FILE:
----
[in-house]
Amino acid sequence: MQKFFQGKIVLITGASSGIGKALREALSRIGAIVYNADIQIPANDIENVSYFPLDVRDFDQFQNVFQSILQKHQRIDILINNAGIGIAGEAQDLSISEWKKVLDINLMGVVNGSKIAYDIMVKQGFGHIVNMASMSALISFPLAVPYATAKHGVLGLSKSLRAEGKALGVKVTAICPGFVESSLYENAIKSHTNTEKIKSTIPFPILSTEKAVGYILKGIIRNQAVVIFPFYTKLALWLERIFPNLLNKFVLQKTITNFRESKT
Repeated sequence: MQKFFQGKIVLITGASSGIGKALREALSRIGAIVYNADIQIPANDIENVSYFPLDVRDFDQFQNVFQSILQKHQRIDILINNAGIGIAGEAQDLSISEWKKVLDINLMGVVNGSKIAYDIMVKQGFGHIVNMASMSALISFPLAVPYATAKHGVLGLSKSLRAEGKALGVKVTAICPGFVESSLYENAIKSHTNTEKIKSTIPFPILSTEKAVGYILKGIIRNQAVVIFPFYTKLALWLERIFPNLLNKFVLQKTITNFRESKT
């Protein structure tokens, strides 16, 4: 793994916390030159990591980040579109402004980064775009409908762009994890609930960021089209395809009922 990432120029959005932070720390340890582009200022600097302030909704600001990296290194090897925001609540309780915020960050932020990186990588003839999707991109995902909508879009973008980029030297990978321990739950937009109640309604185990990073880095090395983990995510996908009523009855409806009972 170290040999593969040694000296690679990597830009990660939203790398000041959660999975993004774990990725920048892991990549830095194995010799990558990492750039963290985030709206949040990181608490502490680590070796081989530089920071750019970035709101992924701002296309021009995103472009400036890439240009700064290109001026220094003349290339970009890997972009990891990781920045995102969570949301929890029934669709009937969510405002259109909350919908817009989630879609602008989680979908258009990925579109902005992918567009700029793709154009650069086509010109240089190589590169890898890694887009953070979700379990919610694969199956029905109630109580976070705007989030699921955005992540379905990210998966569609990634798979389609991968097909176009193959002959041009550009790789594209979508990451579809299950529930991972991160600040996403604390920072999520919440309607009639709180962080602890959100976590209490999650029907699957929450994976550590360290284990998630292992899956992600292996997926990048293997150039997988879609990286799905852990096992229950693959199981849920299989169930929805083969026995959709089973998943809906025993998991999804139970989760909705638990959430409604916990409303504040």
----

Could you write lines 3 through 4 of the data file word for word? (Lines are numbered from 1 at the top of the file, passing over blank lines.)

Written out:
Repeated sequence: MQKFFQGKIVLITGASSGIGKALREALSRIGAIVYNADIQIPANDIENVSYFPLDVRDFDQFQNVFQSILQKHQRIDILINNAGIGIAGEAQDLSISEWKKVLDINLMGVVNGSKIAYDIMVKQGFGHIVNMASMSALISFPLAVPYATAKHGVLGLSKSLRAEGKALGVKVTAICPGFVESSLYENAIKSHTNTEKIKSTIPFPILSTEKAVGYILKGIIRNQAVVIFPFYTKLALWLERIFPNLLNKFVLQKTITNFRESKT
């Protein structure tokens, strides 16, 4: 793994916390030159990591980040579109402004980064775009409908762009994890609930960021089209395809009922 990432120029959005932070720390340890582009200022600097302030909704600001990296290194090897925001609540309780915020960050932020990186990588003839999707991109995902909508879009973008980029030297990978321990739950937009109640309604185990990073880095090395983990995510996908009523009855409806009972 170290040999593969040694000296690679990597830009990660939203790398000041959660999975993004774990990725920048892991990549830095194995010799990558990492750039963290985030709206949040990181608490502490680590070796081989530089920071750019970035709101992924701002296309021009995103472009400036890439240009700064290109001026220094003349290339970009890997972009990891990781920045995102969570949301929890029934669709009937969510405002259109909350919908817009989630879609602008989680979908258009990925579109902005992918567009700029793709154009650069086509010109240089190589590169890898890694887009953070979700379990919610694969199956029905109630109580976070705007989030699921955005992540379905990210998966569609990634798979389609991968097909176009193959002959041009550009790789594209979508990451579809299950529930991972991160600040996403604390920072999520919440309607009639709180962080602890959100976590209490999650029907699957929450994976550590360290284990998630292992899956992600292996997926990048293997150039997988879609990286799905852990096992229950693959199981849920299989169930929805083969026995959709089973998943809906025993998991999804139970989760909705638990959430409604916990409303504040």